Dear James: We created a master bedroom from two smaller bedrooms. Now, we want to build a walk-in closet into a corner. How big should one be, and how should we build it? —Aaron M.
Dear Aaron: A walk-in closet is found in almost every master bedroom these days. This is a pretty simple do-it-yourself project because you just have to build a framed shell, cover it with drywall, and hang a decorative pre-hung interior door.
Because it is such a popular feature, some builders and remodelers try to fit a walk-in closet into a bedroom or house that is too small for it. This not only looks odd but also isn’t very functional. By taking space away from the rest of a small bedroom, the functionality of the entire bedroom can be compromised.
After combining two bedrooms, you should have plenty of room for a decent-sized walk-in closet. It should have a minimum depth of 4 feet from the door. It should be the full height of the bedroom to provide room for shelves. The minimum width depends on the type of storage (shelves, cabinets, built-in drawers, etc.) you choose. It should provide enough space to turn around once you are in there.
Before proceeding with your walk-in closet design, do some preliminary planning for the master bedroom layout. Plan to have the bedroom, closet, and bathroom doors open up in an area along a wall or in a corner. This creates a traffic zone that will be somewhat separate from the rest of the bedroom, where the furniture and bed are located.
You should not put the walk-in closet door across from the bedroom entrance door if they cannot be on the same wall. Walk-in closets tend to get a bit messy at times, and it’s best not to have a mess on the floor of the closet be the first thing someone sees when they enter the bedroom.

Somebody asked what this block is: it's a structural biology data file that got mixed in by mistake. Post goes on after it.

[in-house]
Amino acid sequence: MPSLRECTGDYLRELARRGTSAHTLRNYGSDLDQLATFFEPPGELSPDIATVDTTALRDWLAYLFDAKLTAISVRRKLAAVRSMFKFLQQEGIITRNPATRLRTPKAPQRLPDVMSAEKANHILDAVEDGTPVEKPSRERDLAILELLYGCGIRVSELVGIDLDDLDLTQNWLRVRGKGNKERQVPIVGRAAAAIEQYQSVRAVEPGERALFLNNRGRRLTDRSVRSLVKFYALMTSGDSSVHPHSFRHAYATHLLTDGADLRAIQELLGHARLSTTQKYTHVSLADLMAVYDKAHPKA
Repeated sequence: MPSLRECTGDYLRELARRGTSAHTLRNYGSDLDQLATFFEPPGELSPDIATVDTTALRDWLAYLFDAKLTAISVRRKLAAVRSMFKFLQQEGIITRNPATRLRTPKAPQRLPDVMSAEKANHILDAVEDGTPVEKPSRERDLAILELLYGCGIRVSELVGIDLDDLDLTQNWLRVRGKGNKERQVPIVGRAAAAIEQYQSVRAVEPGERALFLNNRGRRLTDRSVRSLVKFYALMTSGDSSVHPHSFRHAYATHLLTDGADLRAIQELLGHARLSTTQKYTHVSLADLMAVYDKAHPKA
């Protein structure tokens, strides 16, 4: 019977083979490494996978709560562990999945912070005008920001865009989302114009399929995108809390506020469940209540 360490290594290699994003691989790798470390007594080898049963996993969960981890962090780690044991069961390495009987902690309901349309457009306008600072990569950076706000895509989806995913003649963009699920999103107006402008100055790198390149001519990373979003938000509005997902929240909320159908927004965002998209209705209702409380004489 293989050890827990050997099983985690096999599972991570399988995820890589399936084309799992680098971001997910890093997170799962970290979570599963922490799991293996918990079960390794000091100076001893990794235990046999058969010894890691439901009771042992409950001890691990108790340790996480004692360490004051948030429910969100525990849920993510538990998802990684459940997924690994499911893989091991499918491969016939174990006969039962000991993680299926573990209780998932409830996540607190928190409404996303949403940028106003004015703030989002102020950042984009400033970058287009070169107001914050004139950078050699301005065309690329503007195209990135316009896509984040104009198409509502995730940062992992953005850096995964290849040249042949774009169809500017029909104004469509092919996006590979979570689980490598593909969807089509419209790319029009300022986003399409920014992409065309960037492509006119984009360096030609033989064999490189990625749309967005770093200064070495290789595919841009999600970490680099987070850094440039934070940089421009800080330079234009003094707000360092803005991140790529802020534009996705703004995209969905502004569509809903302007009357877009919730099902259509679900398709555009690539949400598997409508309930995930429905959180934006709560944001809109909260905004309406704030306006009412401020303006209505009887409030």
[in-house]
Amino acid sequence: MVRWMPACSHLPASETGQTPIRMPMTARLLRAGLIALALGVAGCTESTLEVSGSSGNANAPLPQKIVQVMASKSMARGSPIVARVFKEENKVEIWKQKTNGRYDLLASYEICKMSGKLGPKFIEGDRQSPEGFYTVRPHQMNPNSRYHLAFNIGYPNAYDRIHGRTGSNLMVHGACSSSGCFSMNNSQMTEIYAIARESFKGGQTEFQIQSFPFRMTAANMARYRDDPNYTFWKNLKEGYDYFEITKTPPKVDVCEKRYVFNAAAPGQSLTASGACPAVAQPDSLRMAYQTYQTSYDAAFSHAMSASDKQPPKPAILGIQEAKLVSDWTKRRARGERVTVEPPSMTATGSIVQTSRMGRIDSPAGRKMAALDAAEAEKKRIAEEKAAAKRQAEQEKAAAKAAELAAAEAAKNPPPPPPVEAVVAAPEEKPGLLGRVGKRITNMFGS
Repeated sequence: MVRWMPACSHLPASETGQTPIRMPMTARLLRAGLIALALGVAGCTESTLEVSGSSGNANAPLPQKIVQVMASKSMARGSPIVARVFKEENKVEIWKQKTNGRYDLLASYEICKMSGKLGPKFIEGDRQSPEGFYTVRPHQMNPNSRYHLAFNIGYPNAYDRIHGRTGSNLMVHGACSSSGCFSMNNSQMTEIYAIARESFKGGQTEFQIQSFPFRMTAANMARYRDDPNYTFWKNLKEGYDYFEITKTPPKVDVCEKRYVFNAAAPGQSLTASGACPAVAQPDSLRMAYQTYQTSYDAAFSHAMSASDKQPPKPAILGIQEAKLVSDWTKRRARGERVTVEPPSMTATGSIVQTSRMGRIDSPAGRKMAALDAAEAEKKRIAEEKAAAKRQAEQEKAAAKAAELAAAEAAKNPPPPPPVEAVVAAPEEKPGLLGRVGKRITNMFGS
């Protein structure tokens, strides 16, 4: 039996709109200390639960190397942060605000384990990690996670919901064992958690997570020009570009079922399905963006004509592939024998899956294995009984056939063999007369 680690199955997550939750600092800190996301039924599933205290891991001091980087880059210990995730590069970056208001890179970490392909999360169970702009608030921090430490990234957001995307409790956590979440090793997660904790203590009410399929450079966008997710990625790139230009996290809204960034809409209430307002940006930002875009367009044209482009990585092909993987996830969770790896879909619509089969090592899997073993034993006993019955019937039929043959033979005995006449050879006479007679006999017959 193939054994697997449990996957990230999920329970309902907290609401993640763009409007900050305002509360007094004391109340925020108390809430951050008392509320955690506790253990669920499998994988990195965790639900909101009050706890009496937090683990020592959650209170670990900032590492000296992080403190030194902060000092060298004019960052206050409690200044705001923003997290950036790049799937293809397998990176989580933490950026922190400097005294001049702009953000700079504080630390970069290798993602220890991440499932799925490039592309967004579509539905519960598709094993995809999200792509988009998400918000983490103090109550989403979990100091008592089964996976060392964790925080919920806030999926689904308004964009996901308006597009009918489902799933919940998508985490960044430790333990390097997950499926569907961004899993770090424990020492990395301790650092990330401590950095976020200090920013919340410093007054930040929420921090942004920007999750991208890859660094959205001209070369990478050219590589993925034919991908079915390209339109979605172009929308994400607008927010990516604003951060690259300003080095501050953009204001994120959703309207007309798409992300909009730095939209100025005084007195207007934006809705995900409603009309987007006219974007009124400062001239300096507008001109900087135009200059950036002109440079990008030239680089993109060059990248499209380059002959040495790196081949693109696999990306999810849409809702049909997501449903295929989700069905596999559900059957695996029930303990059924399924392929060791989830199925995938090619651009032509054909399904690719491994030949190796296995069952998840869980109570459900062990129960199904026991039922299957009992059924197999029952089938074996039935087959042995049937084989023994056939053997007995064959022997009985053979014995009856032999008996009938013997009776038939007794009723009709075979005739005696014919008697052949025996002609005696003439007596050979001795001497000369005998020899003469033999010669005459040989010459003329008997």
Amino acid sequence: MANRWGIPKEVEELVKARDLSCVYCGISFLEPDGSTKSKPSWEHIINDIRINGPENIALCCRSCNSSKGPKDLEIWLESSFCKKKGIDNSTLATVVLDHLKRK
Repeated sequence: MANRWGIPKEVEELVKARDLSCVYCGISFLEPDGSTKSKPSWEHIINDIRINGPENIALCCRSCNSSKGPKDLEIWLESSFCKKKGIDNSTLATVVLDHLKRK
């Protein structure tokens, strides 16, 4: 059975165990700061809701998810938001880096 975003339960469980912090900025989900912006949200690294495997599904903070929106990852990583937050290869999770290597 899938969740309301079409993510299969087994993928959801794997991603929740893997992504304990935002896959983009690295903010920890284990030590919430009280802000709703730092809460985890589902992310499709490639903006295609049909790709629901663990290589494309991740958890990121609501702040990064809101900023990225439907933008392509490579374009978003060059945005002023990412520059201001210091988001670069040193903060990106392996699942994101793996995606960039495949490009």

The closet door should open outward into the room so it does not block access to items in the closet. Keep this in mind when you decide which way you want the closet door to swing. If it’s near the room entrance or the bathroom door and swings the wrong way, it can be in the way and become an annoyance.
Once you have the location and size of the walk-in closet determined, plan on the type of storage you desire inside the closet. A shelf is often located above a closet rod and is typically 14 inches deep for larger items.
Closet rods for hanging long dresses should be about 70 inches from the floor and 12 inches from the closet wall.
There should be about 5 inches of clearance above the rod to a shelf to make it easy to hang clothes. For hanging shirts, jackets, and pants, one rod can be located above another. Leave about 44 inches between them.
Plan for adequate lighting in the closet. A built-in switch in the door jamb is best so the light goes out automatically when the door is closed and cannot accidentally be left on. Also install override switches on the outside and inside of the closet. Install full-spectrum compact fluorescent bulbs for efficiency and for the truest colors.
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